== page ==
Cross-border mergers between global fund houses don’t happen every day. But there are several good reasons why US-based Janus Capital and the UK’s Henderson Global Investors announced yesterday they were combining to form Janus Henderson Global Investors, which will have $322 billion in assets under management.

Andrew Formica, chairman of Henderson, summed up the situation succinctly in a conference call: “Five structural trends are top of mind – namely, rising costs; the need for distribution scale; greater fees and transparency; regulatory changes and associated costs; and the growth of passive funds. The combination is a quick response to these challenges.”

One New York-based investment industry veteran was rather starker in his assessment. “It’s a partnership of weakness,” he told AsianInvestor. “Fund issuers are getting killed by the ETF [exchange-traded fund] players. How can you sell a Janus US small-cap fund at 3% when you can buy an ETF for a third of the price?

“Products are being commoditised and it’s a race to the bottom on price,” he added. “Who wins in that situation? Only the big players like BlackRock and Vanguard [which have big passive investment arms and huge scale].” 

However, Japanese insurer Dai-ichi Life, the largest Janus shareholder, has indicated its confidence in the merger. It will hold around 9% of the combined group and plans to raise that to at least 15%. Dai-ichi also plans to increase its investment in the Janus Henderson product range, post-closing, by $500 million to $2.5 billion.

Merger benefits

The Janus-Henderson deal will confer the advantage of greater scale and create a more globally consistent and diverse platform in terms of product offering, said Keith Pogson, senior partner in the Asia-Pacific financial services division at consultancy EY.

Janus brings US equity and fixed income capabilities to the table above all, while Henderson will contribute UK and European funds and alternative products (click on graph, left for more details).

There are other deals between European and US managers that would also make sense, Pogson told AsianInvestor, assuming they can resolve the cultural differences between the organisations. 

Formica underscored this point during the conference call about the challenge of doing a transatlantic deal: "It's not easy; it needs to be built with shared vision, cultural alignment and shared intent."

Meanwhile, big cross-border mergers involving Asian fund houses are less likely, noted Pogson, as they don’t have the same sort of competitive pressures domestically, and there are simply not so many international players in the region.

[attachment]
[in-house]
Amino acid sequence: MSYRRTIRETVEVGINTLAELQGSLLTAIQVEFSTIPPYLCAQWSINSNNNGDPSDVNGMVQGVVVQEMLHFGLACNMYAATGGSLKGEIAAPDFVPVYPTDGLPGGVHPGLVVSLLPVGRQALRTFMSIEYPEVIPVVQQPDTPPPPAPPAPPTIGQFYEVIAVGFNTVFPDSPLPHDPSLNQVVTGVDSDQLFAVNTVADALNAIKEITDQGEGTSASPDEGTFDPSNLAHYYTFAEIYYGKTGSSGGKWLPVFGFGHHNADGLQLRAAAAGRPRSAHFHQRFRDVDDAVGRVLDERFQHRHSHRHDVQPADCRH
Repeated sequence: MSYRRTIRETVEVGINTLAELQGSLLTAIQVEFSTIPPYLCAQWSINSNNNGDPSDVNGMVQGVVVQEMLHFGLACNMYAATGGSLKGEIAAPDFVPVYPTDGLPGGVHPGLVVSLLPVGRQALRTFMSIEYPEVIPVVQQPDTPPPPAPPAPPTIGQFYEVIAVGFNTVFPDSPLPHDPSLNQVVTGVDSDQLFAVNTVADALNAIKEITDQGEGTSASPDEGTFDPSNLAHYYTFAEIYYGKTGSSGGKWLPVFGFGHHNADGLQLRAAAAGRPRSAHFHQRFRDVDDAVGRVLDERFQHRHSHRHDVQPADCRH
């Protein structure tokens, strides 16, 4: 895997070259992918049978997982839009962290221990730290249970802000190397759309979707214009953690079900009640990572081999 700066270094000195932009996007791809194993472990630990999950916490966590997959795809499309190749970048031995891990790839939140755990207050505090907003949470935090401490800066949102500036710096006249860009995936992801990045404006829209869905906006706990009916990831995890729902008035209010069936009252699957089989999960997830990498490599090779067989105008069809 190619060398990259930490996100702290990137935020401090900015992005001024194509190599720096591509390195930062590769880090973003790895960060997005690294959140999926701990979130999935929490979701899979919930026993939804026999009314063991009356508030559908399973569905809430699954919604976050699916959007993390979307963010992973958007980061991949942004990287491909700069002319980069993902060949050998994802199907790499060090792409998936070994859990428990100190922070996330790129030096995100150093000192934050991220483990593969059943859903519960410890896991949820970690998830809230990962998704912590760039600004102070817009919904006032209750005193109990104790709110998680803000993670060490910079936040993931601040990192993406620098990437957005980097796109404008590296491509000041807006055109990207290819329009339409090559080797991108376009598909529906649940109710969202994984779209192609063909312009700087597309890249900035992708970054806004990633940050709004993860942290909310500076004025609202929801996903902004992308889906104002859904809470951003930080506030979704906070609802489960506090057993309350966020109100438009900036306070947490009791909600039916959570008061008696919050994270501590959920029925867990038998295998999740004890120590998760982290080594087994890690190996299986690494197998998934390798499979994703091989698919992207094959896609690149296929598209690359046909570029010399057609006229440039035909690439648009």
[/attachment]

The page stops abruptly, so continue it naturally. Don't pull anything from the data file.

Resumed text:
Formica and Dick Weil, chief executive of Janus, who will serve as co-CEOs of the combined entity, were keen to stress the tie-up was a “merger of equals”. Certainly, both firms are both mid-tier international players – Janus running $195 billion and Henderson £95 billion ($127 billion).

Moreover, the board of directors and the executive committee will have equal representation from each firm, and the new company will be headquartered in London, with its primary listing in New York.

Cost reductions

This collaborative approach is beneficial because hostile takeovers can mean the acquirer pays a big premium and therefore seeks to “make the synergies work harder” through more aggressive cost-cutting, said Rob Adam, executive chairman for pan-Asia at Henderson. He will become head of Asia Pacific for the new entity.

The two firms are targeting $110 million in cost reductions by the third year after the merger, most of which is expected to come in the first year. There will be redundancies, but they are not expected to be a big component of the cost-cutting, Adam told AsianInvestor. The plans will be clearer once the merger is complete, he added, as is slated by the end of the second quarter of 2017.

Asked what role might be handed to Augie Cheh, currently Hong Kong-based president of international business at Janus, Adam (pictured above), said he did not have any details.

Asia focus

Janus Henderson will have $49 billion (15%) of its total AUM in Asia Pacific, of which Australia accounts for $24 billion, Japan $16 billion and the rest of Asia $9 billion. (There is 54% in the Americas and 31% in Europe, the Middle East and Africa.)

Asia Pacific is of particular interest from a business expansion perspective, noted Adam. “We expect that, given the region’s GDP growth, we will realise disproportionately sized growth, but we are yet to map out our plans.”

With reporting by Joe Marsh, Richard Morrow, Richard Newell, Bernadette Tio and Toby Yiu.